Children all around the world are the same. They have the innocence of a flower in bloom and the love to learn and grow, which we adults often lose sight of. Students’ behaviour can sometimes crowd our judgments and cause us to think differently.
Culture, family, religion and environment heavily contribute to the upbringing and nurturing of any child. Contrary to popular sentiments, I have found Emirati children to be proficient in their native Arabic language. They have a deep sense of pride in their heritage. They are friendly and generally full of life and vigour.
However, since most local families have strong financial means, they hire nannies and maids to look after young children. They provide them with the latest toys, gadgets and accessories. At times, these children display a more stubborn demeanor and a slightly more hyperactive streak. This is not to say that it is necessarily the way it has to be. These children are intelligent. They are proud of their heritage, which they in some cases have sound understanding of. I have had the pleasure of teaching these children and here is what I learned, the challenges faced and the rewards:
Younger children had some trouble understanding subjects that were not in Arabic. Where as some languages can imbibe words from English and use them in a sentence, Arabic is more traditionally rich and strictly spoken amongst the tight knit family circle. As a result, they could not interact in class like other children could and lagged behind somewhat. Persistence is key here. As with any other child, motivation and creative strategies helped them to eventually catch on in areas of reading and writing. Math usually did not pose such an issue as many generally excel in it.
Lack of Parental Involvement
As mentioned above, many families employ nannies to attend to their children. Added to this, many fathers do not involve themselves so deeply in some of the daily rituals of their children. This has inadvertently led to some local kids lagging behind in their studies. Their homework was often not completed correctly, or absent altogether. Learning and reading at home was lacking and sometimes books ended up missing. Talking to parents to become more active and involved with the children’s education, in my experience was met positively. It helps to make parents aware of how their children are performing on a regular basis.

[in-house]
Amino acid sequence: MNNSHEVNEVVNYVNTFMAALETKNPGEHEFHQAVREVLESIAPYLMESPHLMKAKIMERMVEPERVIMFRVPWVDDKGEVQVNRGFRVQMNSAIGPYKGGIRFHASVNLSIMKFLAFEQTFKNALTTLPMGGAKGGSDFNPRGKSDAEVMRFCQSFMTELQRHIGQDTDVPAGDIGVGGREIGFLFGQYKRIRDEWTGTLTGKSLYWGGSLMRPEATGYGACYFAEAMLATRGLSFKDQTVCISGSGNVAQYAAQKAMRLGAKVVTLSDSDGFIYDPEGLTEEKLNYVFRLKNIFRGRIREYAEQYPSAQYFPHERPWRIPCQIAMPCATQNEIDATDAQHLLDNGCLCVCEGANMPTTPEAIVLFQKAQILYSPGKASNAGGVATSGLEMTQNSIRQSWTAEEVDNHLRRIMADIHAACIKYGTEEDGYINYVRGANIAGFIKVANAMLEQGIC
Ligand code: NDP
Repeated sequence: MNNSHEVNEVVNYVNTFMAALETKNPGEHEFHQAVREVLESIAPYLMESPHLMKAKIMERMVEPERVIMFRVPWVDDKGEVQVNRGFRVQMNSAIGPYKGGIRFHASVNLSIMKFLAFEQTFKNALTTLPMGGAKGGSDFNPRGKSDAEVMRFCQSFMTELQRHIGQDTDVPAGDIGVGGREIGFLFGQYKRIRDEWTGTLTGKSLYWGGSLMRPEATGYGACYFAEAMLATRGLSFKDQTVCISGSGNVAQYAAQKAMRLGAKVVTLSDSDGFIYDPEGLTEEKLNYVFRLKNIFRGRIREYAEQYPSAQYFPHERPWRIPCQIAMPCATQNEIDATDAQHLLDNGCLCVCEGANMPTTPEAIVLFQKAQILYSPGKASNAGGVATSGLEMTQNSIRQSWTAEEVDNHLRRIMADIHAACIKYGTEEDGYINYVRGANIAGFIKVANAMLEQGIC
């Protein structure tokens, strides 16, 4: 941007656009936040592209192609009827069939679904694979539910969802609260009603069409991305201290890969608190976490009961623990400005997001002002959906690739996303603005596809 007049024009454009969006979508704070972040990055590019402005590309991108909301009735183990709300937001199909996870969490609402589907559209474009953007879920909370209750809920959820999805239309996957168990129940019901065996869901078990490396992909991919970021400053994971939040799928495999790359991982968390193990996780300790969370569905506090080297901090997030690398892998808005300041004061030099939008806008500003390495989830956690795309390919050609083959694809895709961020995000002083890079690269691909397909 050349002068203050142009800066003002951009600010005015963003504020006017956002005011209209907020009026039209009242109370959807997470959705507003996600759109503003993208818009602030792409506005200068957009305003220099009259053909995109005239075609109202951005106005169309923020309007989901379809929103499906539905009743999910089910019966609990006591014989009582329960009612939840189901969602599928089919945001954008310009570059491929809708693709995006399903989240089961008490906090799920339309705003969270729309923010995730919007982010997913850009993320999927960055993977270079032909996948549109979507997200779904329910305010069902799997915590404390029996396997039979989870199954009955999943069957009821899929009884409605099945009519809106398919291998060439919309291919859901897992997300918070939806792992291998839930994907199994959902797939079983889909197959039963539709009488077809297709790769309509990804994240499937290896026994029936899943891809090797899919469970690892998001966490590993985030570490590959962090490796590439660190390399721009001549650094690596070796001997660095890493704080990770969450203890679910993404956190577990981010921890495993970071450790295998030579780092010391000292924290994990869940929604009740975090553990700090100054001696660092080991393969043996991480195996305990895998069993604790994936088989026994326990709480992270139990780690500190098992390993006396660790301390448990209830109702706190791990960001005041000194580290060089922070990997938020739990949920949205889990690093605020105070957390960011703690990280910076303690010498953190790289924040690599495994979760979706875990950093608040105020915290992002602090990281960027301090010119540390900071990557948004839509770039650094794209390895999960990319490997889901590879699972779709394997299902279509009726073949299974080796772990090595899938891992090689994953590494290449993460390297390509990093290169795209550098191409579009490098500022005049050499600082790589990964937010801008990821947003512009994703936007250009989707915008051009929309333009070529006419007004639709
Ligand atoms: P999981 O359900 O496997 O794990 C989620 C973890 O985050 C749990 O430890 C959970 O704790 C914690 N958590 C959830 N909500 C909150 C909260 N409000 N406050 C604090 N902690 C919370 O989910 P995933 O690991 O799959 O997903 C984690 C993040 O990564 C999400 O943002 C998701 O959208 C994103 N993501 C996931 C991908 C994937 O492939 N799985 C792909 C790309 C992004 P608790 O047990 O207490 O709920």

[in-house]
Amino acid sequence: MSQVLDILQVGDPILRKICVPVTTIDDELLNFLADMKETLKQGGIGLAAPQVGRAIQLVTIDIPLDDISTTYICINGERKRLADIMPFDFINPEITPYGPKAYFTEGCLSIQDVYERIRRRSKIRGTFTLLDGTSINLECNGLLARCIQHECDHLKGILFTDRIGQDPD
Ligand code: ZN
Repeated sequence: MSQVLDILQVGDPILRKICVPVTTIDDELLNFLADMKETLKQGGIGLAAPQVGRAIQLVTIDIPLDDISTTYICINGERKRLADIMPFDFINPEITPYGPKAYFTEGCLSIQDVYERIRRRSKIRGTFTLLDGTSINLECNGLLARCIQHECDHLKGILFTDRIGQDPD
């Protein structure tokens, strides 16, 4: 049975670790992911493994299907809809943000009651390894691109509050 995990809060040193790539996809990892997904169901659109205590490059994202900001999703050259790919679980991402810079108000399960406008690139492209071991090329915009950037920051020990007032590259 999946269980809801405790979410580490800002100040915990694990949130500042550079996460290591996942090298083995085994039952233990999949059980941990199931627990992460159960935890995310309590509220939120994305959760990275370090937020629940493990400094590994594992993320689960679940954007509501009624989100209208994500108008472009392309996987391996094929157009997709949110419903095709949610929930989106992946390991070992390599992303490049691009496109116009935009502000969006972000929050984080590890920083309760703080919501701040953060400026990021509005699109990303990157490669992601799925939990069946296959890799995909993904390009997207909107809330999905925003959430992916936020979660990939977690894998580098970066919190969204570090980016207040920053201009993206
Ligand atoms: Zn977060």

Most Emirati parents like to splurge on their children, perhaps a bit too much at times. I would notice they had fancy stationery, the type that qualified more as a toy than a tool. Even though they have every right, it which would often distract them from the task at hand. Again, gently talking to the parents and explaining the situation helped to minimise this issue.
I noticed most local students brought in readymade wrapped snacks and plenty of candy. I did not see a whole lot of wholesome homemade food/ vegetables/fruits. I noticed that talking to children about healthy eating habits made quite a difference. Some of them started making changes, bringing in more nutritious food over time. This by no means describes each and every case. It is a general observation of the children with whom I have interacted. Local parents require more hands-on communication between the teacher and themselves. If spoken to with respect and sincerity, they respond very well, it is such a pleasure to see the children I taught, doing well academically and improving in other areas of life. These children have taught me so much. They are patriotic and willing to overcome hurdles. These are all virtues that I or any other teacher could easily find in students all over the world.
By Rahima Jabeen
Miss Rahima Jabeen is a primary grade school teacher who has taught in Pakistan and Dubai. She writes a personal blog and one on Young Islamic Minds. Rahima is also a makeup enthusiast who shares reviews on makeup in her makeup blog Yet More Makeup.